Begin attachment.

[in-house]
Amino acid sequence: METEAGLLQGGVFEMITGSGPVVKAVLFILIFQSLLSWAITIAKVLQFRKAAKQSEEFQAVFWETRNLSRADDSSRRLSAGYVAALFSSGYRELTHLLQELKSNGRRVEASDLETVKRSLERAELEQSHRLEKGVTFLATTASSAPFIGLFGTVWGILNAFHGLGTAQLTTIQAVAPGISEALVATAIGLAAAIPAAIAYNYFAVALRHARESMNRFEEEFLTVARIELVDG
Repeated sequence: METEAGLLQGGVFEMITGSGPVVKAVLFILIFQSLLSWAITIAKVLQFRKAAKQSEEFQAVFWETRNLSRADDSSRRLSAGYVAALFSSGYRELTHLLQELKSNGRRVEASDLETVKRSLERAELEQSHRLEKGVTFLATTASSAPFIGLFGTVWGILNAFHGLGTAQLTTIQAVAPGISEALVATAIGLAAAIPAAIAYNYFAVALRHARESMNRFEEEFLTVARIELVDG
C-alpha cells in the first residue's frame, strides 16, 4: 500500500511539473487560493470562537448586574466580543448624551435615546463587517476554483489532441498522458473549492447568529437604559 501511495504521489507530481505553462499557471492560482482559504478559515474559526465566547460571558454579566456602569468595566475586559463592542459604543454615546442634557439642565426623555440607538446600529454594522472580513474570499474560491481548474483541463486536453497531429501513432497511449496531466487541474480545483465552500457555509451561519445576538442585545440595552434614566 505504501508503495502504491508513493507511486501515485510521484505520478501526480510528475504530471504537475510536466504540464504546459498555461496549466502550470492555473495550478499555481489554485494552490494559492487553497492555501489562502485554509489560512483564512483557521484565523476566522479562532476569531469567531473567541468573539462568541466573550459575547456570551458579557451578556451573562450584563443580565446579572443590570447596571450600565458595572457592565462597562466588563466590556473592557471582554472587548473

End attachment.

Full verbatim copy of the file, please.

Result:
[in-house]
Amino acid sequence: METEAGLLQGGVFEMITGSGPVVKAVLFILIFQSLLSWAITIAKVLQFRKAAKQSEEFQAVFWETRNLSRADDSSRRLSAGYVAALFSSGYRELTHLLQELKSNGRRVEASDLETVKRSLERAELEQSHRLEKGVTFLATTASSAPFIGLFGTVWGILNAFHGLGTAQLTTIQAVAPGISEALVATAIGLAAAIPAAIAYNYFAVALRHARESMNRFEEEFLTVARIELVDG
Repeated sequence: METEAGLLQGGVFEMITGSGPVVKAVLFILIFQSLLSWAITIAKVLQFRKAAKQSEEFQAVFWETRNLSRADDSSRRLSAGYVAALFSSGYRELTHLLQELKSNGRRVEASDLETVKRSLERAELEQSHRLEKGVTFLATTASSAPFIGLFGTVWGILNAFHGLGTAQLTTIQAVAPGISEALVATAIGLAAAIPAAIAYNYFAVALRHARESMNRFEEEFLTVARIELVDG
C-alpha cells in the first residue's frame, strides 16, 4: 500500500511539473487560493470562537448586574466580543448624551435615546463587517476554483489532441498522458473549492447568529437604559 501511495504521489507530481505553462499557471492560482482559504478559515474559526465566547460571558454579566456602569468595566475586559463592542459604543454615546442634557439642565426623555440607538446600529454594522472580513474570499474560491481548474483541463486536453497531429501513432497511449496531466487541474480545483465552500457555509451561519445576538442585545440595552434614566 505504501508503495502504491508513493507511486501515485510521484505520478501526480510528475504530471504537475510536466504540464504546459498555461496549466502550470492555473495550478499555481489554485494552490494559492487553497492555501489562502485554509489560512483564512483557521484565523476566522479562532476569531469567531473567541468573539462568541466573550459575547456570551458579557451578556451573562450584563443580565446579572443590570447596571450600565458595572457592565462597562466588563466590556473592557471582554472587548473